Tuesday, 26 March 2019

Questions (673)

Jack Chambers

Question:

673. Deputy Jack Chambers asked the Minister for Health his plans to ensure the European Medicines Agency progresses its assessment of authorising a particular drug (details supplied) for persons under 18 years of age as quickly as possible; and if he will make a statement on the matter. [13082/19]

View answer

Written answers (Question to Health)

Kalydeco is the brand name of the medicine ivacaftor which is used to treat certain forms of cystic fibrosis caused by specific mutations of the gene for a protein called ‘cystic fibrosis transmembrane conductance regulator’ (CFTR).

Kalydeco is authorised as a centrally authorised product by the European Medicines Agency on behalf of the European Commission. The marketing authorisation details the licensed indications for Kalydeco. It is currently licensed for patients under 18 years of age with certain forms of cystic fibrosis.

Kalydeco granules are licensed for the treatment of children with cystic fibrosis aged 12 months and older and weighing 7 kg to less than 25 kg who have one of nine mutations in the CFTR gene: G551D, G1244E, G1349D, G178R, G551S, S1251N, S1255P, S549N or S549R.

Kalydeco tablets are licensed to treat cystic fibrosis in patients aged 6 years and older, and weighing 25 kg or more, and who have one of the nine mutations in CFTR gene noted above. They are also licensed to treat patients with cystic fibrosis aged 18 years and above who have the R117H mutation in the CFTR gene and in a combination regimen with a medicine containing tezacaftor 100 mg/ivacaftor 150 mg for the treatment of patients with cystic fibrosis aged 12 years and older who have a F508del mutation in the CFTR gene.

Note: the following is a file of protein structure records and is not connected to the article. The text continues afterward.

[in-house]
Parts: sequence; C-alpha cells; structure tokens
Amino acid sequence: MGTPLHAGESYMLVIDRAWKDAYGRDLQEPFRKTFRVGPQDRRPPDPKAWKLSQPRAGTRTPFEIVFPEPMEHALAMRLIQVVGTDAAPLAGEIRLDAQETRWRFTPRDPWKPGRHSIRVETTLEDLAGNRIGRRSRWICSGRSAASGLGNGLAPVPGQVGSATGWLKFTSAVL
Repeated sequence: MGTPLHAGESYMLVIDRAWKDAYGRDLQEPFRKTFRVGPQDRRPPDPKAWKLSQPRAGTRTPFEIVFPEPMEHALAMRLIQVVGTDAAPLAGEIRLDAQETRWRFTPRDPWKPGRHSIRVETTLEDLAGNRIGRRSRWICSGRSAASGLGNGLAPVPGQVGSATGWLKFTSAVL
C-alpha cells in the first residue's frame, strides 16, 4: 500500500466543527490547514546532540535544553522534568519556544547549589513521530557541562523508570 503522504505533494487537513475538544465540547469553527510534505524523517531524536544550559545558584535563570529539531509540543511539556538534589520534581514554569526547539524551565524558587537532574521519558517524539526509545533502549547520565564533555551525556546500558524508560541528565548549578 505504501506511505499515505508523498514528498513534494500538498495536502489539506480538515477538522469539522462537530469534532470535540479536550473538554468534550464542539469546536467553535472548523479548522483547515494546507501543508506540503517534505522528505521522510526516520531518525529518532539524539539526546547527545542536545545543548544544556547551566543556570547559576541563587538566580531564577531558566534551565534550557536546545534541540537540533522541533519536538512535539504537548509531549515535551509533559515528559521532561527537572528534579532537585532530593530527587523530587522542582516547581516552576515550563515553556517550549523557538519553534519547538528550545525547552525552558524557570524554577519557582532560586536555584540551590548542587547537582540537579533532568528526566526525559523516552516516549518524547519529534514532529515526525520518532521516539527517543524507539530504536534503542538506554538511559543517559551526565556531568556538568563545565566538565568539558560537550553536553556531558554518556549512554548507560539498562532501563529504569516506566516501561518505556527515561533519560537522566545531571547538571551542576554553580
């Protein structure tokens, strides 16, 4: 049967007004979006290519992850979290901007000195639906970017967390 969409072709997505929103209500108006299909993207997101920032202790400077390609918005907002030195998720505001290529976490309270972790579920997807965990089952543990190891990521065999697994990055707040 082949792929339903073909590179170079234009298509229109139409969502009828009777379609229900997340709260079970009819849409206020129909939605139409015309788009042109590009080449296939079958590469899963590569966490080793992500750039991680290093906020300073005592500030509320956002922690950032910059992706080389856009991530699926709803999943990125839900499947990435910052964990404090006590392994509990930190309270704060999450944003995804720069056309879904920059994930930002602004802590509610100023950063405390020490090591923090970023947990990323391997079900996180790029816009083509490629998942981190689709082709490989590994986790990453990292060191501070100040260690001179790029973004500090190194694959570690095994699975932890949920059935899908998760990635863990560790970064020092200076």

As part of the marketing authorisation application process to place a medicine on the market, the applicant company must provide evidence that the medicine adheres to clear and predefined standards of quality, safety and efficacy, relevant to its proposed therapeutic use. This takes the form of a dossier including details of all the trials and studies undertaken of the active substance and the final pharmaceutical product, including preclinical studies, clinical trials and manufacturing and analysis data. The format of this dossier is set out in Directive 2001/83/EC and various EU guidelines.

A marketing authorisation (MA) is granted on the basis of a favourable benefit versus risk balance for specific therapeutic indication(s) having regard to the quality, safety and efficacy of the product for the proposed conditions of use. The final wording of the Summary of Product Characteristics (SmPC) and Patient Information Leaflet (PIL) are approved based on the information submitted in this dossier. I, as Minister for Health, have no role or function in the marketing authorisation process. It would be inappropriate for me to attempt to intervene in the authorisation process or to try to influence the EMA.

Once an MA has been granted, any changes (e.g. new indications, updated safety information, pharmaceutical changes) require approval by the competent authority, in this case by the EMA on behalf of the European Commission, on foot of a formal application to vary the authorisation and the submission of relevant supporting data. In order to further update the SmPC the MAH would need to carry out further clinical trials to support this variation. It is up to the MAH to make an application to the EMA to vary the licensed indications for this medicine.